February 8, 2008
Contact: Michael E. Hunter, Cornell Cooperative Extension (CCE) of Jefferson County, 315-788-8450; Joe Lawrence, CCE of Lewis County, 315-376-5270; Peter Barney, CCE of St. Lawrence County, 315-379-9192

Cornell Researcher Offers Info on Brown Root Rot at March Meetings

As if the Alfalfa Snout Beetle hasn�t done enough damage to North Country alfalfa fields, here comes brown root rot. Cornell University Professor of Plant Pathology Gary C. Bergstrom says the fungal disease that plagues alfalfa and clover has the potential to seriously damage production of the crops that are critical to the agricultural industry. Bergstrom will speak about brown root rot and other diseases of alfalfa, corn and soybeans at the 2008 North Country Crop Congresses on March 12 in Madrid, NY, and March 13 in Carthage, NY.

Dr. Bergstrom says, �Brown root rot is present in a majority of the alfalfa fields tested in the Northeast with most lesions advanced into the internal tissues of the plant roots and crowns.�

Bergstrom and Cornell graduate student Michael Wunsch have received funding from the Northern New York Agricultural Development Program to work with Cornell Cooperative Extension educators in Clinton, Essex, Franklin, Jefferson, Lewis and St. Lawrence counties in 2008 to develop management strategies for controlling brown root rot in alfalfa and forage grasses.

The disease was detected in eight of 10 fields sampled in New York state in 2005, including fields in Northern New York � in Clinton, Lewis and St. Lawrence counties. Because the disease affects the internal tissue of the plants, it can be difficult to identify brown root rot as present in a farm field without laboratory analysis. What options do farmers have for dealing with the difficult disease?

Bergstrom says, �Currently, there are no measures available to farmers to control this difficult disease. But we hope our work will change that. Our research is aimed at identifying the alfalfa and grass varieties that perform better than others in the presence of brown root rot fungus.�

Joe Lawrence, field crops educator with Cornell Cooperative Extension of Lewis County, says, �The March Crop Congresses provide the opportunity for North Country farmers to get ahead of the curve on how to deal with brown root rot and other crop diseases. Learning the latest science from Dr. Bergstrom and our other panelists gives producers a head-start on growing the best crops they can under North Country growing challenges and opportunities.�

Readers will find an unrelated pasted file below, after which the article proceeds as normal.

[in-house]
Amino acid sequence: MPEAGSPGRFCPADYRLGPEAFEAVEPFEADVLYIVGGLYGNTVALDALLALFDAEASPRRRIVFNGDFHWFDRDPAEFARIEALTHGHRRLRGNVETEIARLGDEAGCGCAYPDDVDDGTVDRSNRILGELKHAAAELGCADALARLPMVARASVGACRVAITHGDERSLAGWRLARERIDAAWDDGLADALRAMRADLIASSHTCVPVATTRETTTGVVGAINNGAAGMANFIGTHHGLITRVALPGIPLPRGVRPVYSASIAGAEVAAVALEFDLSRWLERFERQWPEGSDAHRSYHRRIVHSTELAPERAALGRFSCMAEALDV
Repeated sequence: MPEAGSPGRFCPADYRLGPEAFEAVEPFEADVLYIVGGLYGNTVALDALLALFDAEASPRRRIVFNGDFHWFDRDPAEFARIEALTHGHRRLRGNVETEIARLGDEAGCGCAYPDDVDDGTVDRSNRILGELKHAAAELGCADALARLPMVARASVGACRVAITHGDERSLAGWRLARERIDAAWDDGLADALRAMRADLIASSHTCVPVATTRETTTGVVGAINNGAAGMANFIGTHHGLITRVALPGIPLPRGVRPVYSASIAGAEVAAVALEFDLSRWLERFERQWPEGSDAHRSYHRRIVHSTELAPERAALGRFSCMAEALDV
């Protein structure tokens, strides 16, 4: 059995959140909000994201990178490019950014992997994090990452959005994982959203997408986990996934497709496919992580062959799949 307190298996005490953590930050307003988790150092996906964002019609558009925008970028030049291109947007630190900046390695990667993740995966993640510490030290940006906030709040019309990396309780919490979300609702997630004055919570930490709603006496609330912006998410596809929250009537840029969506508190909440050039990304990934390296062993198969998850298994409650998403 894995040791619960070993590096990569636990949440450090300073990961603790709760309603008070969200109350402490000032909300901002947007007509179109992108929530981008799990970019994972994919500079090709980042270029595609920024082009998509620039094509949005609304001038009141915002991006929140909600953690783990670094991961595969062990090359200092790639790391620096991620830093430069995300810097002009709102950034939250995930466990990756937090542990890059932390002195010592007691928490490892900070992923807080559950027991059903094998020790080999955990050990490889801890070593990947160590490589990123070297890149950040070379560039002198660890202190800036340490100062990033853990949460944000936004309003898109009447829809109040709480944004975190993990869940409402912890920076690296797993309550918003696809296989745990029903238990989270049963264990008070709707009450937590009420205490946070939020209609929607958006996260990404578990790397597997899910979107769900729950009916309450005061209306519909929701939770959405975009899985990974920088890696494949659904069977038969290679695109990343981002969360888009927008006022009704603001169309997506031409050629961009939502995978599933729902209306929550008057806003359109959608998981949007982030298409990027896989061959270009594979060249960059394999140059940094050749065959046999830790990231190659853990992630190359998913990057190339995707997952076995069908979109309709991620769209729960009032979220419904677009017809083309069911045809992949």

Also on the Crop Congresses� agenda are presentations for dealing with field crop insect pests by Cornell entomologist Dr. Elson Shields, and on new herbicides and weed control by Cornell weed scientist Dr. Russell Hahn. Lawrence and Cornell Cooperative Extension Field Crop Educators Michael E. Hunter of Jefferson County and Peter Barney of St. Lawrence County will provide North Country Field Crop Research updates.

The registration fee for the 10 am to 3 pm Crop Congresses on March 12 at the Madrid Community Center and March 13 at the Carthage Elks Club is $15 by March 7; $20 after; with lunch included. Register with Cornell Cooperative Extension in Jefferson County at 315-788-8450 or in St. Lawrence County at 315-379-9192. The annual Corn Congress at the William H. Miner Agricultural Research Institute in Chazy, NY, will be held on March 4 with guest speaker Dr. Limin Kung, Jr. of the Dairy Nutrition and Silage Fermentation Lab at the University of Delaware. Call 518-846-7121 x117 for more details. # # #